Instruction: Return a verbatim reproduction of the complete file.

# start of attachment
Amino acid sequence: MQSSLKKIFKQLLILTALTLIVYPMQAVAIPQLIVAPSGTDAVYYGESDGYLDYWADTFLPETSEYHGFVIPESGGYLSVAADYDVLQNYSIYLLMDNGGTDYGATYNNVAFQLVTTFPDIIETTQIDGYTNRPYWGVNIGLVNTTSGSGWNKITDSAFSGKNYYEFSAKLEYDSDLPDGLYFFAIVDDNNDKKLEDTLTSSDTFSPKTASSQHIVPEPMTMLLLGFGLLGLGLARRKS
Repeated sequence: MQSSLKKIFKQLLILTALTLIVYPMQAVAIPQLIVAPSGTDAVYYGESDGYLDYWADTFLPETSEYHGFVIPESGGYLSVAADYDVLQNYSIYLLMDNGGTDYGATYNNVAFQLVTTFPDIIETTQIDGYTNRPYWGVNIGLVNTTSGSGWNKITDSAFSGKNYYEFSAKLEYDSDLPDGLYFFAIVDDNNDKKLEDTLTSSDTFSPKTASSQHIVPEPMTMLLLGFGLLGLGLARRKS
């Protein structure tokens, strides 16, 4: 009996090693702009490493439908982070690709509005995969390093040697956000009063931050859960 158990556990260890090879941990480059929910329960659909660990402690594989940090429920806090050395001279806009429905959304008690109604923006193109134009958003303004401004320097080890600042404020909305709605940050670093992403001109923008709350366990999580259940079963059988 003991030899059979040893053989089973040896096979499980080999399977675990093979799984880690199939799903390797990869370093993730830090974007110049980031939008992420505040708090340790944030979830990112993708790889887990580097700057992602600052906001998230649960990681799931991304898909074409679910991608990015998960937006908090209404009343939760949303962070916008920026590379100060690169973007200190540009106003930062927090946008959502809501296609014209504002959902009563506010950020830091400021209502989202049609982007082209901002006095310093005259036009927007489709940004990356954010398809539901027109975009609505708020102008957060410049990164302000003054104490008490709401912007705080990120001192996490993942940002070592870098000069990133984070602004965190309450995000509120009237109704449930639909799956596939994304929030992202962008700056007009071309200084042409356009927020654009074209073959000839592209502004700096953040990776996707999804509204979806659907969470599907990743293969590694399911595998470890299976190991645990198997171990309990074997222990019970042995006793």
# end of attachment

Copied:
Amino acid sequence: MQSSLKKIFKQLLILTALTLIVYPMQAVAIPQLIVAPSGTDAVYYGESDGYLDYWADTFLPETSEYHGFVIPESGGYLSVAADYDVLQNYSIYLLMDNGGTDYGATYNNVAFQLVTTFPDIIETTQIDGYTNRPYWGVNIGLVNTTSGSGWNKITDSAFSGKNYYEFSAKLEYDSDLPDGLYFFAIVDDNNDKKLEDTLTSSDTFSPKTASSQHIVPEPMTMLLLGFGLLGLGLARRKS
Repeated sequence: MQSSLKKIFKQLLILTALTLIVYPMQAVAIPQLIVAPSGTDAVYYGESDGYLDYWADTFLPETSEYHGFVIPESGGYLSVAADYDVLQNYSIYLLMDNGGTDYGATYNNVAFQLVTTFPDIIETTQIDGYTNRPYWGVNIGLVNTTSGSGWNKITDSAFSGKNYYEFSAKLEYDSDLPDGLYFFAIVDDNNDKKLEDTLTSSDTFSPKTASSQHIVPEPMTMLLLGFGLLGLGLARRKS
């Protein structure tokens, strides 16, 4: 009996090693702009490493439908982070690709509005995969390093040697956000009063931050859960 158990556990260890090879941990480059929910329960659909660990402690594989940090429920806090050395001279806009429905959304008690109604923006193109134009958003303004401004320097080890600042404020909305709605940050670093992403001109923008709350366990999580259940079963059988 003991030899059979040893053989089973040896096979499980080999399977675990093979799984880690199939799903390797990869370093993730830090974007110049980031939008992420505040708090340790944030979830990112993708790889887990580097700057992602600052906001998230649960990681799931991304898909074409679910991608990015998960937006908090209404009343939760949303962070916008920026590379100060690169973007200190540009106003930062927090946008959502809501296609014209504002959902009563506010950020830091400021209502989202049609982007082209901002006095310093005259036009927007489709940004990356954010398809539901027109975009609505708020102008957060410049990164302000003054104490008490709401912007705080990120001192996490993942940002070592870098000069990133984070602004965190309450995000509120009237109704449930639909799956596939994304929030992202962008700056007009071309200084042409356009927020654009074209073959000839592209502004700096953040990776996707999804509204979806659907969470599907990743293969590694399911595998470890299976190991645990198997171990309990074997222990019970042995006793």